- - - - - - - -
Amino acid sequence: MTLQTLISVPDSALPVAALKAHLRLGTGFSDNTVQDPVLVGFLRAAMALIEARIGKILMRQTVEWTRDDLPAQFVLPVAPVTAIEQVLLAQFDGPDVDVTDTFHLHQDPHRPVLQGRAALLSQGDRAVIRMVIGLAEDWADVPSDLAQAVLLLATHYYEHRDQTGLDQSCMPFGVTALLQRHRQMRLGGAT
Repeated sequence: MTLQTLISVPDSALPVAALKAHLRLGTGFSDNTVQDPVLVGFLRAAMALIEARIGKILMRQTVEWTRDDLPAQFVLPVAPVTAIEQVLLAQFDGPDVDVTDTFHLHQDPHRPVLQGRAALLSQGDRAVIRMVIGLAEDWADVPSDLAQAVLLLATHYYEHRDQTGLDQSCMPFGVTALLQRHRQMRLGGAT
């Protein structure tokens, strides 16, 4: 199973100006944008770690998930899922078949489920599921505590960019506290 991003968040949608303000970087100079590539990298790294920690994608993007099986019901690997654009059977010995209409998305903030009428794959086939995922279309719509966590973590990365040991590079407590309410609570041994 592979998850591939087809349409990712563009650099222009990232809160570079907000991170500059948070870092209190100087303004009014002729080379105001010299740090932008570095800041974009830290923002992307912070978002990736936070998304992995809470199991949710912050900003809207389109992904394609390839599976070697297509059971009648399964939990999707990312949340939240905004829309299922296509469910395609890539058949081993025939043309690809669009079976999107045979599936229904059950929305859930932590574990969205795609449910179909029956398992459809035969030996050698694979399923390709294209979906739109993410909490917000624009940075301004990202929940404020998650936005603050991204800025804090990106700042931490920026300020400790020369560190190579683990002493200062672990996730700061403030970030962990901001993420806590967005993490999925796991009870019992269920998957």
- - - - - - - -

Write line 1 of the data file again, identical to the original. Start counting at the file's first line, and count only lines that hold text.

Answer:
Amino acid sequence: MTLQTLISVPDSALPVAALKAHLRLGTGFSDNTVQDPVLVGFLRAAMALIEARIGKILMRQTVEWTRDDLPAQFVLPVAPVTAIEQVLLAQFDGPDVDVTDTFHLHQDPHRPVLQGRAALLSQGDRAVIRMVIGLAEDWADVPSDLAQAVLLLATHYYEHRDQTGLDQSCMPFGVTALLQRHRQMRLGGAT